Iceland seeks end to austerity with centre-right coalition government

Social Democrats suffer biggest defeat of any ruling party since independence from Denmark

Progressive Party chairman Sigmundur David Gunnlaugsson (left) and Independence leader Party Bjarni Benediktsson. A coalition government formed by the two parties is the most likely outcome of Saturday’s election in Iceland, according to political science professor Olafur Hardarson. Photograph: AP Photo/Brynjar Gauti

Progressive Party chairman Sigmundur David Gunnlaugsson (left) and Independence leader Party Bjarni Benediktsson. A coalition government formed by the two parties is the most likely outcome of Saturday’s election in Iceland, according to political science professor Olafur Hardarson. Photograph: AP Photo/Brynjar Gauti

 

Iceland’s centre-right parties yesterday began talks to form a new government, promising to end years of austerity and provide debt relief to households, and only arguing about which one of them should lead the government.

Fed up with years of belt-tightening and soaring debt, Icelanders ousted the Social Democrats on Saturday, handing the biggest defeat to any ruling party since independence from Denmark in 1944 and offering a new chance to the very parties that presided over its economic rise and collapse.

“The best solution would be a two-party coalition; that would be the strongest type of government capable to handling the tough decisions ahead,” Independence Party leader Bjarni Benediktsson said yesterday, calling a coalition of the two centre-right parties a “natural first choice”.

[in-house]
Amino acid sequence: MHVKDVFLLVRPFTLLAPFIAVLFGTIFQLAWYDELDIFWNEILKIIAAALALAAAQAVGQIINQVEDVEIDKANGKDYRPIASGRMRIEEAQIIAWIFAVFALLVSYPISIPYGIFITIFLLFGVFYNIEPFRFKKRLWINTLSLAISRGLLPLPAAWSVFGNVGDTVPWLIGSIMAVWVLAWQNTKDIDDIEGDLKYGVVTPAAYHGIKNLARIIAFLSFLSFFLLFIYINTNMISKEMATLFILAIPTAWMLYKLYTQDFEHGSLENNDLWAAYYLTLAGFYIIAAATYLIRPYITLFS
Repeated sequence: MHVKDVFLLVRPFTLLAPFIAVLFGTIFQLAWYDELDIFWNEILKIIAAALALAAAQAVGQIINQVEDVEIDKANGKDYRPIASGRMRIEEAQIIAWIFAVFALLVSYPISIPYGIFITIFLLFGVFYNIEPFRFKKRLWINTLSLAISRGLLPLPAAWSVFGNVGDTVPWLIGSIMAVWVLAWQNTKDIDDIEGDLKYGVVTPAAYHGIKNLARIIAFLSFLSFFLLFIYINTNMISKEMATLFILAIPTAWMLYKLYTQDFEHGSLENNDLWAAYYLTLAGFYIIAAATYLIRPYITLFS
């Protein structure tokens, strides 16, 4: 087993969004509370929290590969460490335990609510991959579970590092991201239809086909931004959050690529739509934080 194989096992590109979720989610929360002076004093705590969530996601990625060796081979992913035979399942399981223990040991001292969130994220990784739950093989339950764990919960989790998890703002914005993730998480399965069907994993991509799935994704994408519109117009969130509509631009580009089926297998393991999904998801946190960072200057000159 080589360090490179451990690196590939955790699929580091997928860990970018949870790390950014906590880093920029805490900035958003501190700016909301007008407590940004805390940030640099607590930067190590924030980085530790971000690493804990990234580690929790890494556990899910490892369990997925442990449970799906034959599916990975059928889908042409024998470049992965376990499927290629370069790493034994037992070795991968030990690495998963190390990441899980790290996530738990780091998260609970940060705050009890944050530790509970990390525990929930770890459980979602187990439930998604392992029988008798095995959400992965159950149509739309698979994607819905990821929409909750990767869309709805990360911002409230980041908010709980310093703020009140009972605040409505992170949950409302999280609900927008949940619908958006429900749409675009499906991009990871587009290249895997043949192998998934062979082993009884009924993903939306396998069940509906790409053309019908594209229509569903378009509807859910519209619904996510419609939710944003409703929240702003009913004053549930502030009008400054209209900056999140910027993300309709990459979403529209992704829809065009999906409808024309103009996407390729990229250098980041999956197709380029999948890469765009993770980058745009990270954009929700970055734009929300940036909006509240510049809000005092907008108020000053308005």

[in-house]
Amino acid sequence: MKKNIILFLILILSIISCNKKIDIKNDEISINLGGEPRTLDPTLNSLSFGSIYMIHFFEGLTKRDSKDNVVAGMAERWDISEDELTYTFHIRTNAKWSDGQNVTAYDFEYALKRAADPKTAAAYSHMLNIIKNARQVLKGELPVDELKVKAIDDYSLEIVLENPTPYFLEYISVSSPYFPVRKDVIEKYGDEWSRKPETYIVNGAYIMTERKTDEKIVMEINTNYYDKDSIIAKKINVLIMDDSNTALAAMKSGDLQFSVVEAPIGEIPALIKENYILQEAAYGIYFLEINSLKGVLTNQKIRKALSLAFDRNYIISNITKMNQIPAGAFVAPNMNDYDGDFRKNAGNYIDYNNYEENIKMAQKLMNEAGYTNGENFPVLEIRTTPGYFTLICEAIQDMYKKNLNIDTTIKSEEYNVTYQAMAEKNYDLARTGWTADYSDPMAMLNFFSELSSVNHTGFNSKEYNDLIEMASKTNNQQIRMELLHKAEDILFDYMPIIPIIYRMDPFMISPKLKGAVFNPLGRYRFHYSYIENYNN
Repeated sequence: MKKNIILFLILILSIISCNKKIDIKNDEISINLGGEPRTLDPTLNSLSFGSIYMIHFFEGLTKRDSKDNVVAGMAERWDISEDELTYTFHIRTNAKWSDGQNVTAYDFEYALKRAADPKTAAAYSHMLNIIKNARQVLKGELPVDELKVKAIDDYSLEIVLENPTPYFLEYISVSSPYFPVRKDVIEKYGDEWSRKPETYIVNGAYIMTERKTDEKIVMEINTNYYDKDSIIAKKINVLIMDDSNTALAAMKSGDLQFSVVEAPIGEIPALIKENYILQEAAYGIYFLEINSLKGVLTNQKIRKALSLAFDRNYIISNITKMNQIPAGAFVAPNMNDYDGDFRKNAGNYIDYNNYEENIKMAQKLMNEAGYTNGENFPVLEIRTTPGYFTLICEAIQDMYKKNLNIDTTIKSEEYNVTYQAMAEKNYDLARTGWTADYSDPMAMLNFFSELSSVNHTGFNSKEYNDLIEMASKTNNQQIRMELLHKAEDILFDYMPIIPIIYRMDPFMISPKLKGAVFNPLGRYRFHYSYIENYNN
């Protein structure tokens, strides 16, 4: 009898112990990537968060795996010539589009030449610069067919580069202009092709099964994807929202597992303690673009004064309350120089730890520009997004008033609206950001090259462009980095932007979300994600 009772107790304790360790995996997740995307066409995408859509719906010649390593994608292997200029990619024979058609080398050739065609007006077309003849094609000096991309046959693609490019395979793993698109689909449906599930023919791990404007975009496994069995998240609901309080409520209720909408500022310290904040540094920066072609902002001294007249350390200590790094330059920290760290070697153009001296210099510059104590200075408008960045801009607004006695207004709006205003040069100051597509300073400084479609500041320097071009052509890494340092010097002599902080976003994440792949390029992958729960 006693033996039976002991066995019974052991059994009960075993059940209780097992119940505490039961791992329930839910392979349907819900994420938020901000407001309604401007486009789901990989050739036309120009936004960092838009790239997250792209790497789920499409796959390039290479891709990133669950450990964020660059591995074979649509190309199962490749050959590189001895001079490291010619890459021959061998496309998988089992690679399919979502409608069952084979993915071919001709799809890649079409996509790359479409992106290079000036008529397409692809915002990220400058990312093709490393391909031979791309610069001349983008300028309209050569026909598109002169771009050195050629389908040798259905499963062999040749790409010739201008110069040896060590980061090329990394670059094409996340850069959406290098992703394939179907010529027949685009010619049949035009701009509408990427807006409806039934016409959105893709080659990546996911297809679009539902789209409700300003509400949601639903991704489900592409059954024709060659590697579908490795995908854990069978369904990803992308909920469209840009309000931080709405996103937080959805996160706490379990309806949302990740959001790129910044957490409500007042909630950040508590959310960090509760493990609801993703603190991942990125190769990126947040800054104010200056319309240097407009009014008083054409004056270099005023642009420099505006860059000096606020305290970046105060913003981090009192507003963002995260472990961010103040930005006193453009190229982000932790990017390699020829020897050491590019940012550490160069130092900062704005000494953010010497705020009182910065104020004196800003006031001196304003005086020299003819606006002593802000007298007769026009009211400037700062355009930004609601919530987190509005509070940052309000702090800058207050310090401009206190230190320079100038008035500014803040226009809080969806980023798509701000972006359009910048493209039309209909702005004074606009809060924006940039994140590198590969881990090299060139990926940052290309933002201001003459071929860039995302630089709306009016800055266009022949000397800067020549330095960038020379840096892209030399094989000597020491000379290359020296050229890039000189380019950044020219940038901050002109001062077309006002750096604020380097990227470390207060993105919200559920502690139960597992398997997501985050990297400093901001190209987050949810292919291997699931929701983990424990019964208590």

With all the ballots counted, the Independence Party, which took part in every government between 1980 and 2009, won 26.7 per cent of the vote and 19 seats in the Althing, the world’s oldest parliamentary institution.

The Progressive Party, its main rival and partner in many previous coalitions, scored 24.4 per cent, also worth 19 seats, while the Social Democrats were a distant third with 12.9 per cent.

“Independence Party and Progressive Party teaming up in a coalition is by far the most likely outcome. Other outcomes are of course possible but very unlikely,” Olafur Hardarson, a political science professor at the University of Iceland said, when the final votes came in.

Quick deal
In a country where Nordic civility prevails, coalitions are usually formed in just days and experts said it would be a quick deal once again.

President Olafur Ragnar Grimsson said he would decide by this evening who he would ask to form the government.

Progressive Party leader Sigmundur Gunnlaugsson argued that he should lead the government because his party made the biggest gains, more than doubling its seats in parliament. “I would think we are in a position to be offered to lead the government. We have gained most support,” he said. – (Reuters)